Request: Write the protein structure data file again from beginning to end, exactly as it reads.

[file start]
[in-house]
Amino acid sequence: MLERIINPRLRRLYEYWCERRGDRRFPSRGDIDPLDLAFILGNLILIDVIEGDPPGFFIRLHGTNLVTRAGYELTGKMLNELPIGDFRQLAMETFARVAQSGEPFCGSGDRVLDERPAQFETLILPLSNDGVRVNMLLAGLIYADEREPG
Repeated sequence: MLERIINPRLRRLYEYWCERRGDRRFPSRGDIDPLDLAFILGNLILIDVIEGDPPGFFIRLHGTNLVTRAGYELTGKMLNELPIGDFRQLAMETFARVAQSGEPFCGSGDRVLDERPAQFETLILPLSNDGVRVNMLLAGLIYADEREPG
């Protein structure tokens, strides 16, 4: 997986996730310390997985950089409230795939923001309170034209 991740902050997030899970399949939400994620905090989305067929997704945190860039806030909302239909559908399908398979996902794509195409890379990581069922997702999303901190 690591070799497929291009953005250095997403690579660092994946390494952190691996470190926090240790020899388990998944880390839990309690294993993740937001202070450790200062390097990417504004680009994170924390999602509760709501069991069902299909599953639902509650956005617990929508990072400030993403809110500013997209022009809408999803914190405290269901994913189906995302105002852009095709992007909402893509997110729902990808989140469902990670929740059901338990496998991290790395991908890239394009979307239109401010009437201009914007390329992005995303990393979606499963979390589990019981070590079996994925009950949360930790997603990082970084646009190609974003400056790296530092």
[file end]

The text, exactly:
[in-house]
Amino acid sequence: MLERIINPRLRRLYEYWCERRGDRRFPSRGDIDPLDLAFILGNLILIDVIEGDPPGFFIRLHGTNLVTRAGYELTGKMLNELPIGDFRQLAMETFARVAQSGEPFCGSGDRVLDERPAQFETLILPLSNDGVRVNMLLAGLIYADEREPG
Repeated sequence: MLERIINPRLRRLYEYWCERRGDRRFPSRGDIDPLDLAFILGNLILIDVIEGDPPGFFIRLHGTNLVTRAGYELTGKMLNELPIGDFRQLAMETFARVAQSGEPFCGSGDRVLDERPAQFETLILPLSNDGVRVNMLLAGLIYADEREPG
């Protein structure tokens, strides 16, 4: 997986996730310390997985950089409230795939923001309170034209 991740902050997030899970399949939400994620905090989305067929997704945190860039806030909302239909559908399908398979996902794509195409890379990581069922997702999303901190 690591070799497929291009953005250095997403690579660092994946390494952190691996470190926090240790020899388990998944880390839990309690294993993740937001202070450790200062390097990417504004680009994170924390999602509760709501069991069902299909599953639902509650956005617990929508990072400030993403809110500013997209022009809408999803914190405290269901994913189906995302105002852009095709992007909402893509997110729902990808989140469902990670929740059901338990496998991290790395991908890239394009979307239109401010009437201009914007390329992005995303990393979606499963979390589990019981070590079996994925009950949360930790997603990082970084646009190609974003400056790296530092």